would be intolerable gloom.

us see some of the most common uses of the imagination. Suppose I
describe to you the battle of the Marne. Unless you can take the images
which my words suggest and build them into struggling, shouting,
bleeding soldiers; into forts and entanglements and breastworks; into
roaring cannon and whistling bullet and screaming shell--unless you can
take all these separate images and out of them get one great unified
complex, then my description will be to you only so many words largely
without content, and you will lack the power to comprehend the
historical event in any complete way. Unless you can read the poem, and
out of the images suggested by the words reconstruct the picture which
was in the mind of the author as he wrote The Village Blacksmith or
Snowbound, the significance will have dropped out, and the throbbing
scenes of life and action become only so many dead words, like the shell
of the chrysalis after the butterfly has left its shroud. Without the
power of imagination, the history of Washington's winter at Valley Forge
becomes a mere formal recital, and you can never get a view of the
snow-covered tents, the wind-swept landscape, the tracks in the snow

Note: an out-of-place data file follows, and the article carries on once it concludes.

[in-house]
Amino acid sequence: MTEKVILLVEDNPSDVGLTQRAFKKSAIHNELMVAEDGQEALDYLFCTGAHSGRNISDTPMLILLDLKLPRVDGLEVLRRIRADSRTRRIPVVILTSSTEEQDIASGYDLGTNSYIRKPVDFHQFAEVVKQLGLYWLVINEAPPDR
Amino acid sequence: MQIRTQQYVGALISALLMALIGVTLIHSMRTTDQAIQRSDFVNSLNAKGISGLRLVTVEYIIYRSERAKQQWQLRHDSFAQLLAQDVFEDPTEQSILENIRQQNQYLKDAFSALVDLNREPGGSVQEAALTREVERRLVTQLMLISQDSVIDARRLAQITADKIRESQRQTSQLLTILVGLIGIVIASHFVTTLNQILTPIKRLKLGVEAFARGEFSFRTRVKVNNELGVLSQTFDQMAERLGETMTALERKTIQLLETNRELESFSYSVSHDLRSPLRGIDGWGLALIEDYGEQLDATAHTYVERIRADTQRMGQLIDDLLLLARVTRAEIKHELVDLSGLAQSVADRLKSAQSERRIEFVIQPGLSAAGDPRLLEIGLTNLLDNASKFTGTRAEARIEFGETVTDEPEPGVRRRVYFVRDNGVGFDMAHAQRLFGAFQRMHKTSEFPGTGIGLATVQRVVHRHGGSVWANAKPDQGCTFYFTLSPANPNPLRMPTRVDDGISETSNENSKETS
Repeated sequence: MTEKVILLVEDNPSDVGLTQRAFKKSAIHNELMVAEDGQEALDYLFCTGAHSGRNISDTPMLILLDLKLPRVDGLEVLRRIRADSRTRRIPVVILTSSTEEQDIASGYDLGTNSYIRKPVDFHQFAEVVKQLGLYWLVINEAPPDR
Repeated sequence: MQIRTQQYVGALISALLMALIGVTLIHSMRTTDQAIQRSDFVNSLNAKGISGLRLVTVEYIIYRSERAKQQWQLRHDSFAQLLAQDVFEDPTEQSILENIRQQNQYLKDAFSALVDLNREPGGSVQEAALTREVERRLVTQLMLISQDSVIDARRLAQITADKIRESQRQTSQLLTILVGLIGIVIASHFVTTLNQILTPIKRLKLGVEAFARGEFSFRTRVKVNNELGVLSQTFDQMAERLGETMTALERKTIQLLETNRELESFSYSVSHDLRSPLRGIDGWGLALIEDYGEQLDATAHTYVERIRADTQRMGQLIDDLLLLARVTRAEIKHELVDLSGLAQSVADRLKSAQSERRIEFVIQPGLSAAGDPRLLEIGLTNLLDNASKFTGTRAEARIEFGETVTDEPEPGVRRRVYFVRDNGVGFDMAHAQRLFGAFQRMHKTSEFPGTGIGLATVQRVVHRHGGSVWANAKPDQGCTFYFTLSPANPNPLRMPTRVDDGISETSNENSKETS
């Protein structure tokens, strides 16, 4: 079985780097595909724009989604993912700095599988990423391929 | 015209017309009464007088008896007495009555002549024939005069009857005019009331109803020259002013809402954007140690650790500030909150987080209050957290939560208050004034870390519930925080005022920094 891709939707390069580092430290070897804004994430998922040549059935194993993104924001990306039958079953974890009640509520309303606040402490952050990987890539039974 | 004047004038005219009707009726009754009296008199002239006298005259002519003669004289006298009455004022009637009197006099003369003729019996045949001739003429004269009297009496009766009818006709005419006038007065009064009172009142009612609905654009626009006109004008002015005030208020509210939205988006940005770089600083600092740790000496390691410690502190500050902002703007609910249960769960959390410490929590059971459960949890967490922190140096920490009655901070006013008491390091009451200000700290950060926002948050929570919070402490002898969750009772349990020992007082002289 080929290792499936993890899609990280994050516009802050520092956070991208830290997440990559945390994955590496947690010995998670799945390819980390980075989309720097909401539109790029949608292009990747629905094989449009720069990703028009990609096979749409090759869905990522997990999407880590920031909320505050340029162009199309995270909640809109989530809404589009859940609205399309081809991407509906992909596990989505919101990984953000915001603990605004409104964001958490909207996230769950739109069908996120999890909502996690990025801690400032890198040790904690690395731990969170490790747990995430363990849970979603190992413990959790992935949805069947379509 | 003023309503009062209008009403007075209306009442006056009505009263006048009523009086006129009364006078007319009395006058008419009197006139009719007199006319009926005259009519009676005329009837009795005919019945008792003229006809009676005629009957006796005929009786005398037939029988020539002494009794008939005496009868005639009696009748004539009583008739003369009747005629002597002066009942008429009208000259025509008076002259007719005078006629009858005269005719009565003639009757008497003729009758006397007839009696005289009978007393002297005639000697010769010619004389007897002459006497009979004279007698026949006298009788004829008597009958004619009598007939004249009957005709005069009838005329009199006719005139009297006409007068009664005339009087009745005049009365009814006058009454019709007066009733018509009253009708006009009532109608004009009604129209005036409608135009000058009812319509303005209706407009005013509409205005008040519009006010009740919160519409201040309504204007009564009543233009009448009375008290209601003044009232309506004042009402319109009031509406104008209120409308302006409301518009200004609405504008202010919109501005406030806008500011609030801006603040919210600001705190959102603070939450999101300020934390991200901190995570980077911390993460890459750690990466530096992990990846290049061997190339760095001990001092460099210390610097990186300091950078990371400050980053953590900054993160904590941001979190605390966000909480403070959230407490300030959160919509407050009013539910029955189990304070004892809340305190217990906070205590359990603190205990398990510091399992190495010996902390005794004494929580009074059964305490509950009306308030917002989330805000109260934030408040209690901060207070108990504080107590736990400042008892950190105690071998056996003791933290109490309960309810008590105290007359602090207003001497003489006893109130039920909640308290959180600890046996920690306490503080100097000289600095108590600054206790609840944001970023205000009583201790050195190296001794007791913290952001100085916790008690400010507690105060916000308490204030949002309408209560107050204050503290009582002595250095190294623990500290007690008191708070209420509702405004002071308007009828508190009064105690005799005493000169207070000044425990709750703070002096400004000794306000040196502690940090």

marked by the telltale drops of blood, or the form of the heartbroken
commander as he kneels in the silent wood to pray for his army. Without
the power to construct this picture as you read, you may commit the
words, and be able to recite them, and to pass examination upon them,
but the living reality of it will forever escape you.

Your power of imagination determines your ability to interpret literature
of all kinds; for the interpretation of literature is nothing, after
all, but the reconstruction on our part of the pictures with their
meanings which were in the mind of the writer as he penned the words,
and the experiencing of the emotions which moved him as he wrote. Small
use indeed to read the history of the centuries unless we can see in it
living, acting people, and real events occurring in actual environments.
Small use to read the world's great books unless their characters are
to us real men and women--our brothers and sisters, interpreted to us by